Skip to content

From the archives

Pax Atlantica

NATO’s long-lasting relevance

The Melmac Years

My peculiar resin d’être

Cecily Ross

Cecily Ross is an editor, novelist, and poet in Creemore, Ontario.

Articles by
Cecily Ross

Truths Be Told

I often pretended to have read it May 2024
Shortly after my debut novel came out in April 2017, the Chapters in Belleville, Ontario, invited me to be part of an event to mark Canada’s 150th birthday. The store’s interest in my book — a fictional diary of the Canadian pioneer Susanna Moodie — seemed understandable. This was the sesquicentennial year, after all, and here was a story about a renowned (and sometimes maligned) settler who spent the latter half of her life in town and who is buried there in a cemetery overlooking Lake…

Freedom in Verse

Why I took up poetry November 2023
I write poems.Does that make me a poet?What if nobody reads them? If you know anything about poetry, you’ll recognize the above as a haiku. The form is simple. Three lines: five syllables, then seven syllables, then five again. Those are the rules. Poetry has a lot of…

In the Ottawa Valley

An energetic debut April 2023
If you want to understand the real Canada, observes a character in Jim McEwen’s invigorating debut novel, a good place to start is Wing-nite Wednesday in any small town, including the eponymous Fearnoch, a once thriving, now collapsing farming community in the Ottawa Valley. There — at the local pub, some dank hotel bar, the smelly arena locker…

Leaving Them

The hardest thing I’ve ever done May 2022
Birth is not merely that which divides women from men: it also divides women from themselves.— Rachel Cusk I left my daughters when they were eleven and eight. I didn’t leave them entirely, but I did remove them from the place in my life — the centre — they had previously occupied. I put them off to one side and moved into that centre…

Cascading Uncertainties

The latest from Tessa McWatt November 2021
In her 2019 memoir, Shame on Me, Tessa McWatt recalled a time when a teacher asked her, “What are you?” She was just eight years old, but she had a kaleidoscopic lineage: Guyanese, Canadian, Chinese, Portuguese, Indian, Arawak, Scottish, English, and French. Her great-great-grandfather was the cousin of an overseer on a sugar plantation in the former British…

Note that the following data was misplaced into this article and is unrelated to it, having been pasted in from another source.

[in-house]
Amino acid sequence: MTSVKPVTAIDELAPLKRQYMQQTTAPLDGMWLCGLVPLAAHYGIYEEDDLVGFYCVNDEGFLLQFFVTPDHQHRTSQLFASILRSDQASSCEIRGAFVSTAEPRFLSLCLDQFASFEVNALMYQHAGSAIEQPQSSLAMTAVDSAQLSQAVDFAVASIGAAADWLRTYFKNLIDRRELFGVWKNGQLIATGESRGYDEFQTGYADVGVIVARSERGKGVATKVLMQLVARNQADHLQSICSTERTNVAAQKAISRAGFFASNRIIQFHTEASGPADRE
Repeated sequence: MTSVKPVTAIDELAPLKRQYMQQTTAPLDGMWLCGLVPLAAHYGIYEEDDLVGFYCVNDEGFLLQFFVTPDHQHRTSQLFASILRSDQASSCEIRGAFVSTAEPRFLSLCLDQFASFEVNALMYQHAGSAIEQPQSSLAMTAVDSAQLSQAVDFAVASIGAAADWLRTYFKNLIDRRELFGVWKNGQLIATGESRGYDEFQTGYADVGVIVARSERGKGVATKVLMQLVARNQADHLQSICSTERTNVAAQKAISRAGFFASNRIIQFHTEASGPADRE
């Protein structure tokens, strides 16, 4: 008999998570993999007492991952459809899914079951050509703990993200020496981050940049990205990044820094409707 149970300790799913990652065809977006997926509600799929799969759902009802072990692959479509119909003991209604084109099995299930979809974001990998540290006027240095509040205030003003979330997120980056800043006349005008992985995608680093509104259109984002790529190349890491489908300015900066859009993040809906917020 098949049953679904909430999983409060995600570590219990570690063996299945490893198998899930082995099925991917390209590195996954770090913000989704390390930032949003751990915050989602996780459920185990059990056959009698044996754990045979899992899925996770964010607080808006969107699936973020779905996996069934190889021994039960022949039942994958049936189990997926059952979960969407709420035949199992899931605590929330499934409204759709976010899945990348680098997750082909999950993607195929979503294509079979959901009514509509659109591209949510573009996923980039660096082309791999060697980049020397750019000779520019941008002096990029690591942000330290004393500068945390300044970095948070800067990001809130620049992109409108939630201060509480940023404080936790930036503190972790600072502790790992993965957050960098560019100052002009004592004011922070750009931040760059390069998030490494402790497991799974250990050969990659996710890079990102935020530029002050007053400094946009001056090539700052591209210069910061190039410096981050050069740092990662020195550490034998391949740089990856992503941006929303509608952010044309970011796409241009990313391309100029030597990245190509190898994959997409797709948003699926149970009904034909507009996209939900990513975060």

This Story Is Mine

Why I’m finally telling it October 2020
This, I think, is the cost of telling, even in the guise of fiction. Once you do, it’s the only thing about you anyone will ever care about. It defines you whether you want it to or not. — Kate Elizabeth Russell Who would have thought something that happened that long ago could have such

An Urgent Realm

Mallory Tater’s dark debut July | August 2020
A pandemic is not a dystopia, Margaret Atwood recently said in an interview with the BBC. A dystopia is “an arranged unpleasant society you don’t want to be living in”— a frightening and usually totalitarian place. It is a cautionary tale that says, This is the house you could be living in if things continue this way. How do you like this…

An Eye-Popping Debut

The chaotic highs and lows of returning home March 2019
In the annals of plucky female ­protagonists, Crow Fortune is certainly the most profane. The heroine of Amy Spurway’s quirky debut novel, simply entitled Crow, is a trash-­talking, hard-­drinking train wreck of a woman who has gone home to die after being diagnosed with terminal brain cancer. Without much regret, she abandons her life in Toronto — a mediocre marketing…